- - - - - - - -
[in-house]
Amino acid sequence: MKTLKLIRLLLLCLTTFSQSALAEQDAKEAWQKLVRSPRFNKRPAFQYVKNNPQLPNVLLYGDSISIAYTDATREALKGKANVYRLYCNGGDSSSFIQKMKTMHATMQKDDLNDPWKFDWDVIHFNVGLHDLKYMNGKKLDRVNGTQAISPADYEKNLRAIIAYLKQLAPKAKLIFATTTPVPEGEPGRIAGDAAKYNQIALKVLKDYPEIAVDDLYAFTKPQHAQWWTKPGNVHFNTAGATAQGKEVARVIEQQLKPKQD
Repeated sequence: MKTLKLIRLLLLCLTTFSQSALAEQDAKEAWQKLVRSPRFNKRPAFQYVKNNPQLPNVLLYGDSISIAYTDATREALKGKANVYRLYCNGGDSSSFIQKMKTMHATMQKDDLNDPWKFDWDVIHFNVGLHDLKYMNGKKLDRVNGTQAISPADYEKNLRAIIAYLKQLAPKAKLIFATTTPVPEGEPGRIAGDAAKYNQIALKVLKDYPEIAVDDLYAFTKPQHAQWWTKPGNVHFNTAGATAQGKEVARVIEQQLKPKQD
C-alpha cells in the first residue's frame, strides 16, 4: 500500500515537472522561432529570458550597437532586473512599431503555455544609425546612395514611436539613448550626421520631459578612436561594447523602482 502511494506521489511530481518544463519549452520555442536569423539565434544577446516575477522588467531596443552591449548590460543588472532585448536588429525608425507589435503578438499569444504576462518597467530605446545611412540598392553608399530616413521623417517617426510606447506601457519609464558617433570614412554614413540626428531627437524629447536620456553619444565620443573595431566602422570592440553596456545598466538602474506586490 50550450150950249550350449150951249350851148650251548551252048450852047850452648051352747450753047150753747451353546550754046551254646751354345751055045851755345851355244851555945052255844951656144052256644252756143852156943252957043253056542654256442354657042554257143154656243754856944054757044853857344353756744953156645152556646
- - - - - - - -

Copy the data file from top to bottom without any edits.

[in-house]
Amino acid sequence: MKTLKLIRLLLLCLTTFSQSALAEQDAKEAWQKLVRSPRFNKRPAFQYVKNNPQLPNVLLYGDSISIAYTDATREALKGKANVYRLYCNGGDSSSFIQKMKTMHATMQKDDLNDPWKFDWDVIHFNVGLHDLKYMNGKKLDRVNGTQAISPADYEKNLRAIIAYLKQLAPKAKLIFATTTPVPEGEPGRIAGDAAKYNQIALKVLKDYPEIAVDDLYAFTKPQHAQWWTKPGNVHFNTAGATAQGKEVARVIEQQLKPKQD
Repeated sequence: MKTLKLIRLLLLCLTTFSQSALAEQDAKEAWQKLVRSPRFNKRPAFQYVKNNPQLPNVLLYGDSISIAYTDATREALKGKANVYRLYCNGGDSSSFIQKMKTMHATMQKDDLNDPWKFDWDVIHFNVGLHDLKYMNGKKLDRVNGTQAISPADYEKNLRAIIAYLKQLAPKAKLIFATTTPVPEGEPGRIAGDAAKYNQIALKVLKDYPEIAVDDLYAFTKPQHAQWWTKPGNVHFNTAGATAQGKEVARVIEQQLKPKQD
C-alpha cells in the first residue's frame, strides 16, 4: 500500500515537472522561432529570458550597437532586473512599431503555455544609425546612395514611436539613448550626421520631459578612436561594447523602482 502511494506521489511530481518544463519549452520555442536569423539565434544577446516575477522588467531596443552591449548590460543588472532585448536588429525608425507589435503578438499569444504576462518597467530605446545611412540598392553608399530616413521623417517617426510606447506601457519609464558617433570614412554614413540626428531627437524629447536620456553619444565620443573595431566602422570592440553596456545598466538602474506586490 50550450150950249550350449150951249350851148650251548551252048450852047850452648051352747450753047150753747451353546550754046551254646751354345751055045851755345851355244851555945052255844951656144052256644252756143852156943252957043253056542654256442354657042554257143154656243754856944054757044853857344353756744953156645152556646